✓ The effect of clot removal on cerebral vasospasm was studied in 104 patients with aneurysmal subarachnoid hemorrhage (SAH). The series included patients who fulfilled all of the following criteria: operation was performed by Day 3 after the ictus; the patient's preoperative clinical grade was between Grades I and IV; there was no rebleeding; computerized tomography (CT) showed only SAH; and carotid angiograms were performed by Day 2 and repeated between Days 7 and 9. Both the degree of SAH on CT and angiographic vasospasm were graded from 0 to III. The relationship of the SAH grade in the basal frontal interhemispheric fissure (IHF) to the presence of vasospasm at the A2 segments of the anterior cerebral artery and the relationship of the SAH grade in the sylvian stems to the presence of vasospasm at the M1 segments of the middle cerebral artery were analyzed.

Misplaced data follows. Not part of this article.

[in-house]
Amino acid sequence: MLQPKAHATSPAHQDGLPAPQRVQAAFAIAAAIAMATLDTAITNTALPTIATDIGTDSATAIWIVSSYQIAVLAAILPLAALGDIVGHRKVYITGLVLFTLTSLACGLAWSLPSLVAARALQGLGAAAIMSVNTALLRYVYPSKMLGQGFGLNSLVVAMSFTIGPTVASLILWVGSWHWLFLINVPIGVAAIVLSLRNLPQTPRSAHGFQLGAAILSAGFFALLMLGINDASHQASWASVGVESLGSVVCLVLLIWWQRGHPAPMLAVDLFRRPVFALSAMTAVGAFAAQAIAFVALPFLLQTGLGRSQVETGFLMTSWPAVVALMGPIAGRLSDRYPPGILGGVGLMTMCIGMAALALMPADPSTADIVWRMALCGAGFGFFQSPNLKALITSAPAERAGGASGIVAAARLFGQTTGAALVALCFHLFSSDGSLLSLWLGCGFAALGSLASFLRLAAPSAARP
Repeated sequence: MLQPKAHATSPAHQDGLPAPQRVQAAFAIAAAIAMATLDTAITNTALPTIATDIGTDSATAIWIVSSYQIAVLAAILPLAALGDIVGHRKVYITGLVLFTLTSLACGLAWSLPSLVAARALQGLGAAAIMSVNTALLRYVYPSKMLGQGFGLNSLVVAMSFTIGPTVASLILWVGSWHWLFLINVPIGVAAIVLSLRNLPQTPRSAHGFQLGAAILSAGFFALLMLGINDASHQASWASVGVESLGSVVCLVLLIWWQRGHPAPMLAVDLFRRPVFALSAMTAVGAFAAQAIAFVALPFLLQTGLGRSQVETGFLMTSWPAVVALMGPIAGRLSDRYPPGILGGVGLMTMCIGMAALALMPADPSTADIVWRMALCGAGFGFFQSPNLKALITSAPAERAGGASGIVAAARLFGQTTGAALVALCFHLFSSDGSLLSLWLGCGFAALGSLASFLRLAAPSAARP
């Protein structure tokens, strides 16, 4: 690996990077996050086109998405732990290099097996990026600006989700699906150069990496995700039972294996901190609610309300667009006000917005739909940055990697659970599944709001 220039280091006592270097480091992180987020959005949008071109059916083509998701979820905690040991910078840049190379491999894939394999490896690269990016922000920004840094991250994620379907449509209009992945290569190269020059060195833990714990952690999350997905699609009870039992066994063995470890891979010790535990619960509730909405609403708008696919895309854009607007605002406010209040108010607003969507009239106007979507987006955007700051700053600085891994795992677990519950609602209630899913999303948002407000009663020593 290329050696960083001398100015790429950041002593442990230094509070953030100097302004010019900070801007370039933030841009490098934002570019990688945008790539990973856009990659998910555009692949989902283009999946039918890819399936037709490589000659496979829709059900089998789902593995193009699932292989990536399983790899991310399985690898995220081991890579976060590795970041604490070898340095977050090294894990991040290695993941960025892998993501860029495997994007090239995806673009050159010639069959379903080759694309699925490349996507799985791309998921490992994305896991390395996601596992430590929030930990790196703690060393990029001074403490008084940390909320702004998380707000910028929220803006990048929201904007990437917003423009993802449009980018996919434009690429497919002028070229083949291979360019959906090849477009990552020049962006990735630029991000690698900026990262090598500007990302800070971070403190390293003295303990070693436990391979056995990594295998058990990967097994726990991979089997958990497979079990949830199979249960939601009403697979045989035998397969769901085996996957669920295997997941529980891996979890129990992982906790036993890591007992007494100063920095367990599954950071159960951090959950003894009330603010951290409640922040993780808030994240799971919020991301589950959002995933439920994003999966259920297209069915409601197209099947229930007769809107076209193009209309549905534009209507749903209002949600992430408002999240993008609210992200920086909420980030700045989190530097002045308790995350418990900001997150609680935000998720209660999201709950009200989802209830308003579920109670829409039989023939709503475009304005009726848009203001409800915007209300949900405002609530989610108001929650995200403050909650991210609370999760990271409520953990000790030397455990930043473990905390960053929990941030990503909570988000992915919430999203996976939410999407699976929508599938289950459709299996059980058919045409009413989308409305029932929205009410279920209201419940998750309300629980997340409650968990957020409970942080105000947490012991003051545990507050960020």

Correlation of preoperative and postoperative SAH grades with the angiographic vasospasm grades, with the incidence of symptomatic vasospasm, and with the low-density area on CT could be found in the A2 and M1 territories. Decrease of cisternal blood measured by CT after the operation did not relate directly to the reduction of vasospasm. When the SAH was Grade II or III in the basal frontal IHF, the angiographic vasospasm grades at the A2 were significantly lower in patients with surgery via the interhemispheric approach than in those with surgery via the pterional approach. Symptomatic vasospasm occurred in two of the eight cases operated on by the interhemispheric approach compared with 11 of the 22 cases approached via the pterional route. In patients with a pterional approach, there was no significant difference in severity of vasospasm in the M1 territory between the side of approach and the opposite side. No consistent relationship could be found between the time interval from SAH to operation and the severity of vasospasm. While clot removal may ameliorate cerebral vasospasm, its effect per se does not seem to be significant.